A straightforward, faith-based story of reconstruction in the wake of trauma.

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GRACE BY WHICH I STAND

From being confined to a wheelchair to walking on her own, Lockamy recalls her journey of recovery after a near-fatal accident tested her strength and faith.

After dropping off her son at school, Lockamy was hit head-on by a driver in the opposite lane. Her car flipped over another car to land upside down on another vehicle and careen into a brick wall. Trapped in the twisted wreckage, Lockamy floated in and out of consciousness during the rescue process, overhearing that they were running out of time to save her pinned right ankle. Though medics were able to save her lower half, the damage was extensive enough that doctors said she would never walk again. During recovery, Lockamy’s sunny disposition helped her through circumstances that otherwise seemed dismal: legs mangled from the extraction, ankles and lower legs pieced together with rods and screws. Over the course of her recovery, she took literal baby steps until, at the close of the book, she walked on her own, with family and friends as witnesses. Lockamy’s tone strikes a balance between conversational and testimonial, mixing faith-based anecdotes with her mellow sense of humor. Because of her shifted perspective, Lockamy comes to certain realizations about humanity and connectedness: we are all at different points in our own processes of (re)construction, and we can never know whose lives we touch. Throughout the memoir, Lockamy weaves in excerpts from biblical stories she found inspiring: Daniel in the lions’ den and Noah building the Ark. For the most part, these passages testify to deep faith and renewal by focusing on God, but more analysis would better integrate them into the memoir as a whole.

A straightforward, faith-based story of reconstruction in the wake of trauma.

Pub Date: Nov. 4, 2014

ISBN: 978-1490855752

Page Count: 144

Publisher: Westbow Press

Review Posted Online: March 13, 2015

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If the authors are serious, this is a silly, distasteful book. If they are not, it’s a brilliant satire.

THE 48 LAWS OF POWER

The authors have created a sort of anti-Book of Virtues in this encyclopedic compendium of the ways and means of power.

Everyone wants power and everyone is in a constant duplicitous game to gain more power at the expense of others, according to Greene, a screenwriter and former editor at Esquire (Elffers, a book packager, designed the volume, with its attractive marginalia). We live today as courtiers once did in royal courts: we must appear civil while attempting to crush all those around us. This power game can be played well or poorly, and in these 48 laws culled from the history and wisdom of the world’s greatest power players are the rules that must be followed to win. These laws boil down to being as ruthless, selfish, manipulative, and deceitful as possible. Each law, however, gets its own chapter: “Conceal Your Intentions,” “Always Say Less Than Necessary,” “Pose as a Friend, Work as a Spy,” and so on. Each chapter is conveniently broken down into sections on what happened to those who transgressed or observed the particular law, the key elements in this law, and ways to defensively reverse this law when it’s used against you. Quotations in the margins amplify the lesson being taught. While compelling in the way an auto accident might be, the book is simply nonsense. Rules often contradict each other. We are told, for instance, to “be conspicuous at all cost,” then told to “behave like others.” More seriously, Greene never really defines “power,” and he merely asserts, rather than offers evidence for, the Hobbesian world of all against all in which he insists we live. The world may be like this at times, but often it isn’t. To ask why this is so would be a far more useful project.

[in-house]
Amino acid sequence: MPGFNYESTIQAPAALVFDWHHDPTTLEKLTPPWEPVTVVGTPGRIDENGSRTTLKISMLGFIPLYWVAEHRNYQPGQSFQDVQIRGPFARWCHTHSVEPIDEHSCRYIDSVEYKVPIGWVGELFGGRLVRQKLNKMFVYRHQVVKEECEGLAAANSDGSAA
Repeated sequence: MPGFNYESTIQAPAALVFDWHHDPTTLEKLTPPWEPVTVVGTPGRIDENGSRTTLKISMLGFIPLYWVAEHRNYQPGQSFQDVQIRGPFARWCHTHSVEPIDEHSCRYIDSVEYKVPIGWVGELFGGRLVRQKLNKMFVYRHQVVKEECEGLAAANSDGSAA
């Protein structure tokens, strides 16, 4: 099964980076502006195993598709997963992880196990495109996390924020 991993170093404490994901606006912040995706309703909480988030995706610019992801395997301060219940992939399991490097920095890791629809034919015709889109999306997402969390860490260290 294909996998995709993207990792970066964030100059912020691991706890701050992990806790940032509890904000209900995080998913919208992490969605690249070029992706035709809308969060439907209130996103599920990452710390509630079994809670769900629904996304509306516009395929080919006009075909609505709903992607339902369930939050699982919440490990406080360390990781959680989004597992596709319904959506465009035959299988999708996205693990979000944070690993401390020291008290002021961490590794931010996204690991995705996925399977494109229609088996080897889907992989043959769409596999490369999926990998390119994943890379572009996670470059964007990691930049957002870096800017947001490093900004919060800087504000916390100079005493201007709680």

If the authors are serious, this is a silly, distasteful book. If they are not, it’s a brilliant satire.

Pub Date: Sept. 1, 1998

ISBN: 0-670-88146-5

Page Count: 430

Publisher: Viking

Review Posted Online: May 20, 2010

Kirkus Reviews Issue: July 15, 1998

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Stricter than, say, Bergen Evans or W3 ("disinterested" means impartial — period), Strunk is in the last analysis...

THE ELEMENTS OF STYLE

50TH ANNIVERSARY EDITION

Privately published by Strunk of Cornell in 1918 and revised by his student E. B. White in 1959, that "little book" is back again with more White updatings.

Stricter than, say, Bergen Evans or W3 ("disinterested" means impartial — period), Strunk is in the last analysis (whoops — "A bankrupt expression") a unique guide (which means "without like or equal").

Pub Date: May 15, 1972

ISBN: 0205632645

Page Count: 105

Publisher: Macmillan

Review Posted Online: Oct. 28, 2011

Kirkus Reviews Issue: May 1, 1972

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